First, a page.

Until recently, I had a rather inaccurate idea of what farming with a baby would be like. I decided that, if women in African and India could birth babies, toss them into a sling, and get back to hoeing the crops, then surely I could as well. My naivete was further fed by selective hearing in conversations with various farmer women of this country. Mind you, most of them will tell you very openly that their hoeing days came to a screeching halt with the arrival of a little one. But I fixated on the (very) few who had somehow pulled it off and convinced myself that with the proper baby-carrying equipment I would barely miss a beat.
Still, in deference to Andrew (aka “Mr Wet Blanket”) I decided to take this summer off from our CSA. I could appreciate the wisdom of removing the pressure of CSA production–when you’ve already sold it, you had better then grow it! When I visualized this summer, I imagined plenty of time for long walks with baby, frolicking with Patou, and me puttering in the garden while Sylvan slumbered in the nearby shade.
Turns out Mr. Wet Blanket knows a thing or two about babies.
Sylvan is a delight. We love him absolutely. But he is nevertheless a normal, healthy infant, in other words, 10 pounds of pure neediness.
For the first month, my mother lived with us. Her presence shielded us from the full extent of Sylvan-care, as she was always willing to hold him and calm him to sleep. She also washed all of the (cloth) diapers. I know, I know, this woman is a saint. While mom was pinch hitting for me, I snuck out to the greenhouse, the garden, and the high tunnel. Beds got made; plastic laid. The high tunnel started filling and the already meager greenhouse mostly emptied. Andrew worked on his chick brooder, built a pig loading ramp, and began moving his animals around the fields. We all ate well.
But, as all good things eventually come to an end, mom ultimately returned to her normal life in Georgia. It was time to test my farming with baby theories.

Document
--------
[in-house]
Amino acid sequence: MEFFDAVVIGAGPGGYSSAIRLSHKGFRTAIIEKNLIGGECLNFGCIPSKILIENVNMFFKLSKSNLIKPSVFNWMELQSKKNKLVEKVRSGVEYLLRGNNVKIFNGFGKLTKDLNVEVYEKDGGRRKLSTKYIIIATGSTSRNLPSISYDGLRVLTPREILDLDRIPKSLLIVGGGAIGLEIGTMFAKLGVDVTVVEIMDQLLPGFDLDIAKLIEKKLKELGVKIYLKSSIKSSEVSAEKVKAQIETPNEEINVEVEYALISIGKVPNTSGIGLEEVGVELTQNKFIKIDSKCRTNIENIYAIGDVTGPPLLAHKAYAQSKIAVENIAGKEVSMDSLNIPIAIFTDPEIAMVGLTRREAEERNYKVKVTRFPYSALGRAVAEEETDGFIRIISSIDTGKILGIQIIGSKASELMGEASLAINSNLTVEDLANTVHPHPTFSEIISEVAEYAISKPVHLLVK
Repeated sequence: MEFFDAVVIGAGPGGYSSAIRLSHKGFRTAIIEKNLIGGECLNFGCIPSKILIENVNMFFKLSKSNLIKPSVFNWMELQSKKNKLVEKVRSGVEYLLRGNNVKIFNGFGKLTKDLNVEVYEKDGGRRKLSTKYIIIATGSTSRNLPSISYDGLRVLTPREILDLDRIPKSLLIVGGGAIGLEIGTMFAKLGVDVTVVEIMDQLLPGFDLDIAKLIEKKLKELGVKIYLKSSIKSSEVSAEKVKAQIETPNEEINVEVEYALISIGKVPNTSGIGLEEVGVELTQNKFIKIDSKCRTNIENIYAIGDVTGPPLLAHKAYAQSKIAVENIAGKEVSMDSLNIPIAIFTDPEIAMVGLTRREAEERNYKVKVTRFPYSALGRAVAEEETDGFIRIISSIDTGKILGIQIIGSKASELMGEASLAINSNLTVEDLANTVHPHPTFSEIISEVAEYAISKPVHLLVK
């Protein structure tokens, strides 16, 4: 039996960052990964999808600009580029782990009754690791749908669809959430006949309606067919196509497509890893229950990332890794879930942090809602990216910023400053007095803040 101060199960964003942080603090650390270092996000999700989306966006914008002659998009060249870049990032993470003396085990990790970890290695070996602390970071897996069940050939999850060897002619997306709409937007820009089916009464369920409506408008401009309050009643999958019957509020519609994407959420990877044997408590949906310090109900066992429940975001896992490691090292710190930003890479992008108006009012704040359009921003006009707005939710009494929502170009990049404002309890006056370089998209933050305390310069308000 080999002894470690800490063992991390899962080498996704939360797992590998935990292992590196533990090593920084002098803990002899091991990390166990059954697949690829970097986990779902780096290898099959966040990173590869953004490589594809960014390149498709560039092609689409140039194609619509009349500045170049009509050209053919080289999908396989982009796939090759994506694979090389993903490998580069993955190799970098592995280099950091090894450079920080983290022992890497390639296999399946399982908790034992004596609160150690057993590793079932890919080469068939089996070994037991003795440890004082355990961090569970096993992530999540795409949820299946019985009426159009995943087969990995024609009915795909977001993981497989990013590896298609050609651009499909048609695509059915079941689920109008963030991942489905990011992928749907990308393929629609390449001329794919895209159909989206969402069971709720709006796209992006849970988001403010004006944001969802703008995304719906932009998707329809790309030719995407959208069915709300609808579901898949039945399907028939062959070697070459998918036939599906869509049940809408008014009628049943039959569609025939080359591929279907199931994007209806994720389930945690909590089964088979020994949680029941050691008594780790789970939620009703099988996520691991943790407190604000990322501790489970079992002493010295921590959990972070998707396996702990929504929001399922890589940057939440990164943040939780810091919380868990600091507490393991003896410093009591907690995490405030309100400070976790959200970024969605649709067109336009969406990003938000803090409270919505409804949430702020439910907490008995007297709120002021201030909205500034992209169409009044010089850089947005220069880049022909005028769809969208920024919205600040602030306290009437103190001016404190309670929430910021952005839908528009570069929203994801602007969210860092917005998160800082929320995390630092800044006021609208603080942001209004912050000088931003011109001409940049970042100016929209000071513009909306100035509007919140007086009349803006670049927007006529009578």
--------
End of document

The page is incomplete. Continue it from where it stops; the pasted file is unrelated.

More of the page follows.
First observation: it is extremely difficult to hoe with a baby strapped to your front. A baby in a backpack would probably be another story, but as Sylvan still hasn’t mastered the whole head control thing, he’s limited to a front pack, like a little Joey. There he obstructs ergonomic hoe-movement quite efficiently.
Second observation: it is impossible to do any kneeling and bending tasks with a baby strapped to your front. That effectively rules out transplanting, weeding, early stage pruning, hand-seeding, and some harvesting, in other words, most of vegetable farming.
Third observation: Babies take a long time to eat. In theory, I ought to be able to sit down, feed Sylvan, and then hand him off to Andrew. In reality, mealtimes for Sylvan can take anywhere from 15 minutes to 2 hours, the 2 hour sessions consisting of multiple small snacks interspersed with multiple diaper changes, burps, and misleadingly sleepy-looking yawns.
I’m really glad that I’m not trying to grow 2 acres. As it is, I am slowly accomplishing most of what needs doing. Eventually, Sylvan always nods off (alas, so far always inside. My fantasy of naps under a shade tree is yet to be even attempted). I toss my cell phone in my pocket, dash out the door, and work more efficiently than ever before. The tomatoes and peas are trellised. Spring greens are seeded. Potatoes are planted (so few!) and ginger is in the ground. We’re entering prime weeding season, and so far nothing is overrun, though rear guard action is needed.
There is always something more to do. But occasionally I forget all of that as I sit in an armchair, holding Sylvan and taking in the sweet scent of a brand new life.